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  • Writer's pictureNZ Booklovers

Interview: George Byrant talks about Life Is...An ordinary Kiwi reflects

George Bryant is a prolific author. He has written 43 books and booklets, edited over 50 volumes and written numerous articles. He is one of New Zealand’s foremost writers on people in society, based on his experiences as a teacher, preacher, public speaker, politician and social worker. George talks to NZ Booklovers about Life Is...An Ordinary Kiwi Reflects.

What inspired you to write Life Is...An Ordinary Kiwi Reflects?

Several things.

  • I published my autobiography in 2006. People have constantly asked me to do an update for 2020. My response? An updated biography really wouldn’t attract much attention. However, I’ve had many life experiences since 2006 and I love writing about life and people.

  • My desire, as a writer (and ex-teacher) has always been to encourage and enlighten, to challenge, and to help people think about what’s going on around them.

  • So, I had the vision of combining personal experience and life issues in one volume to “help clarify some of life’s issues and complexities” (p199).

  • Fascination with the ups and downs of living on this unique planet within the universe.

What research was involved?

  • A skilful use of the internet, especially quotations on various topics

  • Some use of reference material in libraries

  • Following up ideas and thoughts that came to mind as I pondered various chapters

  • Observation of people behaviour, and listening to their views

  • Checking a wide variety of literary sources i.e. quotes and information from books I’ve read or studied. See bibliographies at the end of each section e.g. quotes from Shakespeare, leadership gurus, the Bible, authors classical and modern, news sources, Government reports…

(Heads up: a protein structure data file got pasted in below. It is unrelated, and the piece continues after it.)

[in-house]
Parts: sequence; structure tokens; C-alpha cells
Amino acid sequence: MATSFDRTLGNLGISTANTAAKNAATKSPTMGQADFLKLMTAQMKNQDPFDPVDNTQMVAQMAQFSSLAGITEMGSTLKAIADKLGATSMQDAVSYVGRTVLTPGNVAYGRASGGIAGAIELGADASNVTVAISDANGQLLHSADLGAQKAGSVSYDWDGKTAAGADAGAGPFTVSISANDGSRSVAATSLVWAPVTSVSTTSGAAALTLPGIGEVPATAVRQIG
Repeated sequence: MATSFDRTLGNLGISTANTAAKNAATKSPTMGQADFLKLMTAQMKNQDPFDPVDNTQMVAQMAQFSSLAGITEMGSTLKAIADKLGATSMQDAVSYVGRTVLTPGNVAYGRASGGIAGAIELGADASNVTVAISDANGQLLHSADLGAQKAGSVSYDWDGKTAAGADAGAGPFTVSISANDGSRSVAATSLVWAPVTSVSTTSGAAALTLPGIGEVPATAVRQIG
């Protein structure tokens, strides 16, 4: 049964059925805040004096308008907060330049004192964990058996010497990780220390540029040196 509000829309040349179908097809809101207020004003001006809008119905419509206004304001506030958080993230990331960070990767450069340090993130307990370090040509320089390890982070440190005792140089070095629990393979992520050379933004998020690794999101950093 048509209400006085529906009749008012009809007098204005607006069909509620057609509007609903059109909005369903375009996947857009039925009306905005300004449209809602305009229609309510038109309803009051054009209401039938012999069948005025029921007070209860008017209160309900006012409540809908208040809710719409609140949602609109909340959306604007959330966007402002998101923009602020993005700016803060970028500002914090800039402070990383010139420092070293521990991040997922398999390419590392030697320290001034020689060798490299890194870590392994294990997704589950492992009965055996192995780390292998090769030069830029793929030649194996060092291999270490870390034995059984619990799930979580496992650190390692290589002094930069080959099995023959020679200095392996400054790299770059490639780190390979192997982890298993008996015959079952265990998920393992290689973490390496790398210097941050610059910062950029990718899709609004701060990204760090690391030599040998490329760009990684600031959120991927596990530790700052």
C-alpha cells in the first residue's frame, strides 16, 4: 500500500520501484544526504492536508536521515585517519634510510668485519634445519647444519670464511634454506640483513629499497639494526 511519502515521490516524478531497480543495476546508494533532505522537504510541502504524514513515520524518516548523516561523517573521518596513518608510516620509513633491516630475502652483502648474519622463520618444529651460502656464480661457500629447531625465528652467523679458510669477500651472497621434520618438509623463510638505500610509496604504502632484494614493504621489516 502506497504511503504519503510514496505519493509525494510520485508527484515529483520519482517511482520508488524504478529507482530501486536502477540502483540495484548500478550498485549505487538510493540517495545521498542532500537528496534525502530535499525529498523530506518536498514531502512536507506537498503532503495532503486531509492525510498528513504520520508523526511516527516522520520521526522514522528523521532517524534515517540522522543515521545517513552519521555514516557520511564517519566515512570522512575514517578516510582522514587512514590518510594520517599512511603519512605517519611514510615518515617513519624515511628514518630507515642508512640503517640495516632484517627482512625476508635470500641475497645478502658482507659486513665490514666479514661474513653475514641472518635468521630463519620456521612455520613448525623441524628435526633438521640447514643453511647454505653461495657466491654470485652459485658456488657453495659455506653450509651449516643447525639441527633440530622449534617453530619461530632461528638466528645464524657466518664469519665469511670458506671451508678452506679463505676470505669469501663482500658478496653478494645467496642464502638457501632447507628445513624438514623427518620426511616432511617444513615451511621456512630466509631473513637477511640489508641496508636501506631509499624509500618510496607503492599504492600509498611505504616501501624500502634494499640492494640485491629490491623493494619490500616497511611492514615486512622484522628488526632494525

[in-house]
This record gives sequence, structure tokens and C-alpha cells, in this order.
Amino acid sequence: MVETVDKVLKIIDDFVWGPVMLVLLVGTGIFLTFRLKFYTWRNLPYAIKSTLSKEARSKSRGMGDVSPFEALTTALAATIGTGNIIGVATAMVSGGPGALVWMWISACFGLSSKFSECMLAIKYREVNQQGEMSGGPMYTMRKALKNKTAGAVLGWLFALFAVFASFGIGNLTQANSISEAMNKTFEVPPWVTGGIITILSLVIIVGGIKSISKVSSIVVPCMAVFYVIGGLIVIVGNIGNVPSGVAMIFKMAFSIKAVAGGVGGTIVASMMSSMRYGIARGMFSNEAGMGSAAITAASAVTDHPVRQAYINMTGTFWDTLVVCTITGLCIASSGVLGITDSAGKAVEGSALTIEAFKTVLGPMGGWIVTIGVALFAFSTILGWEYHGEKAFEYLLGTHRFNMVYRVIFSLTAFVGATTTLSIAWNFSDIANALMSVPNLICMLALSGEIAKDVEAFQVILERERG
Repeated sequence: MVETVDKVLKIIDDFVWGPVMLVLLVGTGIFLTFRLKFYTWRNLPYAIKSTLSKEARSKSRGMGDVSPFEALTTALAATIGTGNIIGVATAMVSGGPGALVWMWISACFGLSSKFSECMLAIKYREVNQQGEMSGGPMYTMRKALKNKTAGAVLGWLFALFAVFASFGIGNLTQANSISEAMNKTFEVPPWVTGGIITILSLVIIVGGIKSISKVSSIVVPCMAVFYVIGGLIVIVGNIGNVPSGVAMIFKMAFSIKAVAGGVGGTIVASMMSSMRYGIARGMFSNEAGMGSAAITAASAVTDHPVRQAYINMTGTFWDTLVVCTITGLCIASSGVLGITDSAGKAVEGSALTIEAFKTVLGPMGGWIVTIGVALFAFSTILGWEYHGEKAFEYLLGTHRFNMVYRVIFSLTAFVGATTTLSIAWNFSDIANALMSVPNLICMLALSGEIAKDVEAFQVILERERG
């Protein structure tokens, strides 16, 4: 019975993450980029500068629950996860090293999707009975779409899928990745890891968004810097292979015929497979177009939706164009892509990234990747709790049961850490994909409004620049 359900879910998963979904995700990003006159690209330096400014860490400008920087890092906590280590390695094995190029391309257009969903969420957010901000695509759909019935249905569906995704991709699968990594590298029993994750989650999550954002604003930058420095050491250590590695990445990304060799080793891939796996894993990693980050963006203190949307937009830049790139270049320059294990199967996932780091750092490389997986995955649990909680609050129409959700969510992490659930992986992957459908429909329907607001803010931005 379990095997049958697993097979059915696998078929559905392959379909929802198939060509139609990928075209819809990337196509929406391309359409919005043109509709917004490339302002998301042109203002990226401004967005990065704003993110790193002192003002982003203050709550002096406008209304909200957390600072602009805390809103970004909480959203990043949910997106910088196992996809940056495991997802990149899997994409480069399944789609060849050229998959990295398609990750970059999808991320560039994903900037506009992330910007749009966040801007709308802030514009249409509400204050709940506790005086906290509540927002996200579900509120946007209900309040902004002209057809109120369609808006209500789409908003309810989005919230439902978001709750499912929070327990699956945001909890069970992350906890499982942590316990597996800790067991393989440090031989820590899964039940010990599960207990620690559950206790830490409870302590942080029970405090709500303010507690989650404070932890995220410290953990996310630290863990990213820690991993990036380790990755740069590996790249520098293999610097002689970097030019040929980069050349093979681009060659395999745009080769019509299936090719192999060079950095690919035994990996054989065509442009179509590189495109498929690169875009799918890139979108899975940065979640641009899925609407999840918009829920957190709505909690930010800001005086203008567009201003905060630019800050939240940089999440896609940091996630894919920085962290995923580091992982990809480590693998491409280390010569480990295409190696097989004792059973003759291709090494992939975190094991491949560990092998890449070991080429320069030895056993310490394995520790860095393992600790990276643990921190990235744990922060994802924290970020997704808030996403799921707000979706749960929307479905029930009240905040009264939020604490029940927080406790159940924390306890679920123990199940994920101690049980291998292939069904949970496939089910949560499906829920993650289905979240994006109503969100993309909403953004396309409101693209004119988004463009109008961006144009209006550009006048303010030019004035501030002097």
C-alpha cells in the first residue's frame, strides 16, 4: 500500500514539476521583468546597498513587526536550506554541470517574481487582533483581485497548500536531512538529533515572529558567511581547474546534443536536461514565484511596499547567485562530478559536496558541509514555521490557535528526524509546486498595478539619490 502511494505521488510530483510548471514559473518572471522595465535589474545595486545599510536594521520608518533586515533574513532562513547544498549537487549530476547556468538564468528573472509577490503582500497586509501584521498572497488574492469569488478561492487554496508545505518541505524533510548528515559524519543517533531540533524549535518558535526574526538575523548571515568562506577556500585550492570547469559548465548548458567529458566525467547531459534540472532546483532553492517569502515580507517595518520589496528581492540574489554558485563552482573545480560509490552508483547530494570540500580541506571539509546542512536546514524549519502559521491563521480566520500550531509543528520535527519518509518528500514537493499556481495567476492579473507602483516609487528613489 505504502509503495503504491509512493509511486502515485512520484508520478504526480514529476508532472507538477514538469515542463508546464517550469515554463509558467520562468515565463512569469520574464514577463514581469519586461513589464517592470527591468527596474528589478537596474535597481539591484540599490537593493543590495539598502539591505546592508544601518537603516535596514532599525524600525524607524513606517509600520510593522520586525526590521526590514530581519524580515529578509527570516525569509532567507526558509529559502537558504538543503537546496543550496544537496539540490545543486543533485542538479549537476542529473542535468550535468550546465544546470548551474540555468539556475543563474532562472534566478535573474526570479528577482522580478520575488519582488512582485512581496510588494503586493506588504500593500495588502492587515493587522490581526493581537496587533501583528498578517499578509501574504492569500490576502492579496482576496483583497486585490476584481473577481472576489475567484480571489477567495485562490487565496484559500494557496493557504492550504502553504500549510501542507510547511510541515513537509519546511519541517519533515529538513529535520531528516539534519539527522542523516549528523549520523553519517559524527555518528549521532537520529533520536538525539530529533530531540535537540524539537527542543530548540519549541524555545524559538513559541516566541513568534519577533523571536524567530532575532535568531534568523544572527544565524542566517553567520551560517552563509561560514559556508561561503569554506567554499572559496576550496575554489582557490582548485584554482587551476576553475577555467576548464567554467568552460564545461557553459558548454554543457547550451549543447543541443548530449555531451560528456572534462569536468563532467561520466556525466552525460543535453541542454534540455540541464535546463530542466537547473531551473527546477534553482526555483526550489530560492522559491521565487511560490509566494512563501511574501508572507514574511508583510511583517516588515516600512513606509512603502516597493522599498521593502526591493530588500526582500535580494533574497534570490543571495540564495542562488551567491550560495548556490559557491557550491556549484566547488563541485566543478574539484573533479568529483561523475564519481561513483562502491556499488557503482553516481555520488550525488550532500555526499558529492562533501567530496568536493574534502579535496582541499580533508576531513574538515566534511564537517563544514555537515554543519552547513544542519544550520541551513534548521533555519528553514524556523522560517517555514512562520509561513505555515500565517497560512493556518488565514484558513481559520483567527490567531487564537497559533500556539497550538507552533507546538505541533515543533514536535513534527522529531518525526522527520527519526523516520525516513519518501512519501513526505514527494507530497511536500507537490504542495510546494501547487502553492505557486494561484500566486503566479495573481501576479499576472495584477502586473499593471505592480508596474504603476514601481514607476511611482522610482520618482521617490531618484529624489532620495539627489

What was your routine or process when writing this book?

It is impossible to write this sort of book at set times every day. One has to be ‘in the mood’ or ‘as the spirit moves’. Thoughts about life occur at any time of the day or night. I’ve often awakened in the early hours of the morning to jot down a thought or two. Sometimes I tapped out paragraphs on my laptop sitting in bed in the morning, or in my car facing a view of the beach or bush. However, most of my initial writing occurred while sipping a cappucino in the corner of my favourite coffee bar. Of course, there were numerous revisions of chapters, usually in quiet places when my mind was fresh.

If a soundtrack was made to accompany this book, name a song or two you would include.

Probably I have a dream from ABBA, and You raise me up.

What do you hope readers will take away from this book?

A new sense of the nature of life on this planet, and what it all means. The value and appreciation of people and the complexities of life. A discovery of some of the “missing links among the miscellaneous pieces of life” (p199). I hope it will make people think about the gift of life.

What did you enjoy the most about writing this book?

The sheer joy of writing something fresh, in the hope that some readers, at least, would be positively impacted. I enjoyed discovering and writing about the uniqueness of individual human beings and our complexities. All very fascinating.

What did you do to celebrate finishing this book?

I took my wife out to dinner! The major celebration will be at the launch before over 100 of my friends and acquaintances.

What is the favourite book you have read so far this year and why?

I’ve had to read so much around the writing of Life IS… I haven’t had much time to read other books. However, I enjoyed John Grisham’s The Guardians and have just started reading Camino Winds. I like his concise style, feeling for suspense and legal topics.

What’s next on the agenda for you?

That’s secret! I’ve now compiled 43 books and booklets over the years. Maybe it’s time for a ‘brief’ rest!


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